Organisational Immune System

It’s exactly the same in organisations. Every organisation is diseased to one degree or another, with an internal immune system fighting off the disease to a sufficient extent that the organisation continues to function, despite being sick. This is why you can experience life in an organisation as being dysfunctional and unpleasant for years and years, yet the organisation continues to operate, albeit poorly. The diseases in question arise in the form of behaviours – the little things people do every day that all add up. It turns out that there are a number of particularly persistent and destructive behaviours that afflict most organisations, impairing their functioning and hindering their ability to make progress.

The Four Behavioural Diseases

What I want to show you now is the 4 main diseases that affect organisations – the 4 main behaviours that rot its culture from the inside out, so you can identify their symptoms and take action to drive them out of your organisation.

And be warned, you may well be contributing to their spread yourself.

So here we go – welcome to my organisational autopsy report…

1. Blaming and Persecution

i.) Symptoms

A person makes a mistake at work and feels emotions of guilt, fear, anxiety and self-loathing. Their self-esteem drops as they wake up to the fact that they are responsible for this almighty cock-up. They become nervous as they wait to be found out and publicly humiliated by their colleagues and managers as a result of their mistake.

ii.) Cause

In most organisations, when a mistake is perceived to have been made, the default behaviour is not to identify the cause of the mistake in order to prevent repetition, but to find and humiliate the person responsible.

Blame is the aim and persecution is the tool used to deliver the message.

This rather dramatic ritual of hunting down and publicly vilifying the appropriate individual is incredibly common. The level of drama associated with it varies according the the culture of the organisation involved and the personal style of the person delivering the persecution. But the mindset behind the behaviour is the same – mistakes are the result of people, therefore blaming and persecuting the perpetrator is the best way to deal with them.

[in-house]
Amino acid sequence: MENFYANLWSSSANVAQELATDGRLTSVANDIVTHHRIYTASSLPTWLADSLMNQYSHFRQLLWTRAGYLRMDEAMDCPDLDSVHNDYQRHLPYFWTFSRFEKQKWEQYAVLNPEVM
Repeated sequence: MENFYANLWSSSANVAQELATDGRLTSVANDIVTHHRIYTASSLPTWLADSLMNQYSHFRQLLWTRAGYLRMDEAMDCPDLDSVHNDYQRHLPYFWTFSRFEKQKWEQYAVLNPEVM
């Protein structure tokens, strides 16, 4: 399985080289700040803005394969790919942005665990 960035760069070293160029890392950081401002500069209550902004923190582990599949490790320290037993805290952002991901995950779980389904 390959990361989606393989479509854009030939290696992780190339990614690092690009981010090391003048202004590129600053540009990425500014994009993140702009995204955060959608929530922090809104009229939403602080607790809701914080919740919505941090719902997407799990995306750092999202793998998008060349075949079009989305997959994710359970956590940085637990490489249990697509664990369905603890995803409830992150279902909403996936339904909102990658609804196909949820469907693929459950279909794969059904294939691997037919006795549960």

It also works in reverse. Individuals will often use blame and persecution to deflect attention away from themselves – covering up their own mistakes by attributing blame to someone else.

This continuous cycle of blaming other individuals and then persecuting them for their perceived faults creates a culture of fear, reducing every business situation to a personal mini-drama where preservation of self-esteem is the order of the day. Hardly a recipe for making progress in the development of a business or organisation, surely?

iii.) Treatment

The antidote to this particular disease is to normalise mistakes. Accepting that mistakes are inevitable and understanding their usefulness in gaining knowledge for the future renders it OK for people to make them. We all make mistakes, we know this to be one of the qualities of being human, so why not treat them as normal?

Focus not on the person who made the mistake, but on the circumstances that led to the mistake in the first place. What can be learned from what happened? What suggestions does the person involved have about what might work better next time? How can we move forward?

The key is not to beat up the person responsible, but to understand the facts of the situation and learn. This removes the personal element from the situation and allows an objective view of the facts to be achieved, making it easier for the organisation to move forward in a better position. Mistakes can be positive – allow people to make mistakes and you get innovation. Blame and persecute people for their mistakes and you get stagnation.

2. Victim Identity

i.) Symptoms

Members of the team justify their performance at work by identifying all the external factors that they believe to be outside their control and demonstrating how they have prevented them from making progress. Phrases such as “it’s not my fault”, “I would have done it but x happened”, “this decision is so unfair!” and “why is it always people at our level that get treated badly?” are heard on a regular basis.